Just three nights after an embarrassing defeat at home to Illinois State, Northwestern (2-2) did a complete 180 with a 93-58 blowout at UIC (1-3) on Wednesday. The Wildcats used a 10-0 run early in the first half to take a 12-2 lead and never looked back. By halftime, the advantage had grown to 25 points.
Northwestern head coach Chris Collins was very pleased with the hot start, saying it was an emphasized point before the game.
“We had a poor first half our last game,” Collins said. “We wanted to impose our will with our energy and fight early. We were really locked in. We were defending. I thought we were quicker to the ball. It was very important to get off to a good start for our psyche too. Anytime you come off two losses in a row…you want to play again, but you’re also a little bit unsure.”
UIC showed a brief sign of life early in the second half with a 13-7 spurt that cut Northwestern’s lead to 21 points, but the Flames could get no closer.
The 35-point victory was Northwestern’s first road win by such a margin since a 77-20 win against University of Chicago on January 14, and it ended the Wildcats’ four-game losing streak to the Flames.
“Obviously we’re very thrilled with our performance tonight,” Collins said. “I’m proud of our guys, the way we responded to Sunday. … The thing that I loved about my group is their reaction to Sunday was not being down or being sad—it was anger. And they played that way tonight.”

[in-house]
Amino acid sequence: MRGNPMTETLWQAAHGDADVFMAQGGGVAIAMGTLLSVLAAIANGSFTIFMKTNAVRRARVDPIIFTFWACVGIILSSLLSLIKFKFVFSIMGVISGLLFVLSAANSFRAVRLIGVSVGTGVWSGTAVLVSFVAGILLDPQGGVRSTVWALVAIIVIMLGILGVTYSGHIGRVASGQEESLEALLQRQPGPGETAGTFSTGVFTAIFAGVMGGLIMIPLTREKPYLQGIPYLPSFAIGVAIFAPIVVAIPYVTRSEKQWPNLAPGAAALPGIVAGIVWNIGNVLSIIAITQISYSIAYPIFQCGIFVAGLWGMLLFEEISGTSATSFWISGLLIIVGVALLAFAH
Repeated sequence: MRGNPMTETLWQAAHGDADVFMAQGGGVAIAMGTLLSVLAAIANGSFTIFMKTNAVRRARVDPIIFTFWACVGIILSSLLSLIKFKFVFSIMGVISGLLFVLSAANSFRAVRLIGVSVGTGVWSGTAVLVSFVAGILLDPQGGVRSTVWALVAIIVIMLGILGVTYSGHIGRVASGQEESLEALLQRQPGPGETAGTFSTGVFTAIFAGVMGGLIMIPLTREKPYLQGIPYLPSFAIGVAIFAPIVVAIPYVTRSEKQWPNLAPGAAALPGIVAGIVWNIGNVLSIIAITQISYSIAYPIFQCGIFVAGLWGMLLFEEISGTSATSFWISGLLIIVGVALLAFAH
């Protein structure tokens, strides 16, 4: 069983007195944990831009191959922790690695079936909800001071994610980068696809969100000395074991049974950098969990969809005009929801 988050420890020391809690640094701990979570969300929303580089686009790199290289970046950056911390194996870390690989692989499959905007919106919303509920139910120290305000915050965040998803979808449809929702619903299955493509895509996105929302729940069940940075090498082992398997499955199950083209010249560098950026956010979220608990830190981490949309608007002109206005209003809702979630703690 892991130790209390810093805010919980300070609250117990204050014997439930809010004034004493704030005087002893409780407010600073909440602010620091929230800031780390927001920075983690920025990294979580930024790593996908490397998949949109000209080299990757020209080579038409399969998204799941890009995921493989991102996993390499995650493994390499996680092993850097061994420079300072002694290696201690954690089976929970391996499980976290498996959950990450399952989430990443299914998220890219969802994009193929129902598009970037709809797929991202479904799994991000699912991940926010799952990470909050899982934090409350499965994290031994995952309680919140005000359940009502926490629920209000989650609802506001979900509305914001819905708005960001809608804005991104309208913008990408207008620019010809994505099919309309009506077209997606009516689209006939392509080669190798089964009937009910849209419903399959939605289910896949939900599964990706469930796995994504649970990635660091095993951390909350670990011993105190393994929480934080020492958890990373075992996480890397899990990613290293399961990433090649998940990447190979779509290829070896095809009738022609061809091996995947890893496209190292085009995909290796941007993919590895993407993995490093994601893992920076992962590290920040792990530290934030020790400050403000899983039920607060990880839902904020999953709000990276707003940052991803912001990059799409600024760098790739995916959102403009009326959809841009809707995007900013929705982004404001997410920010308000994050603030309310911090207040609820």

Junior point guard Dave Sobolewski paced the Wildcats with 25 points, a career-high, on 9-of-14 shooting. Sobolewski also tied his season-high with four assists.
In the first half, he was on fire, going for 17 points and 4-of-6 shooting from beyond the arc. Defensively, he had a pair of steals, his first of the young season.
“Dave got himself going early,” Collins said. “He had a good pace to his game.”
Sobolewski pushed the pace in the first half, keeping UIC’s defenders on their heels. The Wildcats looked sharp in transition with 10 fastbreak points in the first period.
“It didn’t allow the defense to attack us; it allowed us to attack them,” Collins said of the tempo. “At this level, you have to find a way to get some easy points, whether it be in transition or at the free throw line. Coaches are too good, teams are too good. If you just walk the ball up the floor and play half court all game, you’re going to have a hard time getting good shots.”
Wednesday marked a breakthrough performance for Sobolewski, who struggled in Northwestern’s first three outings. He entered the 2013-14 season as the Wildcats’ top returning scorer and distributor with 9.8 points and four assists per game. But entering the UIC Pavilion, he was averaging only 6.7 points on 33.3% shooting and had more turnovers than assists.
“I approached it just like any other game,” Sobolewski said. “I got some good looks to start the game, and that kind of stated it. … My teammates did a great job of finding me in positions to score early on. They drove and got me open shots.”
Four other Wildcats scored in double figures. Redshirt junior Drew Crawford had 18 points, redshirt sophomore Tre Demps had 13, and Sanjay Lumpkin and Alex Olah each had 10.